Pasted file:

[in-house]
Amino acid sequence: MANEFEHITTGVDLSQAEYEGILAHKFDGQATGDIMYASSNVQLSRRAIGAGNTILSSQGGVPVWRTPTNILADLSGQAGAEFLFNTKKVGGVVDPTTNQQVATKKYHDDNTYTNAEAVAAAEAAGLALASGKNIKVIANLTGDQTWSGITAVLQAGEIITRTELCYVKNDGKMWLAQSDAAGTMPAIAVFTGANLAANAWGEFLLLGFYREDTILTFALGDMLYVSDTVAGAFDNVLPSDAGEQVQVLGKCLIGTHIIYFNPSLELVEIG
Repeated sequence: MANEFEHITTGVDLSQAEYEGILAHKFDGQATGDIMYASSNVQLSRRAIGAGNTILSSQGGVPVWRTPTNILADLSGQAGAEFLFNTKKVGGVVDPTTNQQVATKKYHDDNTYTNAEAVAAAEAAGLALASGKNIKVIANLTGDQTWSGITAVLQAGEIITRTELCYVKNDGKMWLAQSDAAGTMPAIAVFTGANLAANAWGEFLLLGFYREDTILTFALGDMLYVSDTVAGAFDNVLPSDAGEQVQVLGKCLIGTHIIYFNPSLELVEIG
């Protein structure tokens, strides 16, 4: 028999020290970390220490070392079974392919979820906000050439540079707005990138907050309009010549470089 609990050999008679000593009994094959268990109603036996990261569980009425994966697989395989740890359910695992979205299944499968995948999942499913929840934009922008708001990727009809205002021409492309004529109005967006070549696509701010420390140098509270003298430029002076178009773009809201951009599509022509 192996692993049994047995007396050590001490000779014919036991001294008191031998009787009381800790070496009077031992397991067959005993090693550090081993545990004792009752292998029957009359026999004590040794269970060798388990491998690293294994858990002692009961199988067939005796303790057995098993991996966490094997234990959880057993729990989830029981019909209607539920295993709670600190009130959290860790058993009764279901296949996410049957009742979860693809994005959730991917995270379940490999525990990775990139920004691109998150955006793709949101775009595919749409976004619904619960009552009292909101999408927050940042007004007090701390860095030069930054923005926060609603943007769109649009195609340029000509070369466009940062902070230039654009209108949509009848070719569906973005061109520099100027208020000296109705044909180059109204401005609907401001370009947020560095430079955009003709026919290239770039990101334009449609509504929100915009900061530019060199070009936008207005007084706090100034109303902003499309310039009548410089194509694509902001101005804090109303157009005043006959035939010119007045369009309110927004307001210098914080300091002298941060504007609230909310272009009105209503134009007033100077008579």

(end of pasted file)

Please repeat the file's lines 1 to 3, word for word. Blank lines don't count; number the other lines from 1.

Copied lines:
[in-house]
Amino acid sequence: MANEFEHITTGVDLSQAEYEGILAHKFDGQATGDIMYASSNVQLSRRAIGAGNTILSSQGGVPVWRTPTNILADLSGQAGAEFLFNTKKVGGVVDPTTNQQVATKKYHDDNTYTNAEAVAAAEAAGLALASGKNIKVIANLTGDQTWSGITAVLQAGEIITRTELCYVKNDGKMWLAQSDAAGTMPAIAVFTGANLAANAWGEFLLLGFYREDTILTFALGDMLYVSDTVAGAFDNVLPSDAGEQVQVLGKCLIGTHIIYFNPSLELVEIG
Repeated sequence: MANEFEHITTGVDLSQAEYEGILAHKFDGQATGDIMYASSNVQLSRRAIGAGNTILSSQGGVPVWRTPTNILADLSGQAGAEFLFNTKKVGGVVDPTTNQQVATKKYHDDNTYTNAEAVAAAEAAGLALASGKNIKVIANLTGDQTWSGITAVLQAGEIITRTELCYVKNDGKMWLAQSDAAGTMPAIAVFTGANLAANAWGEFLLLGFYREDTILTFALGDMLYVSDTVAGAFDNVLPSDAGEQVQVLGKCLIGTHIIYFNPSLELVEIG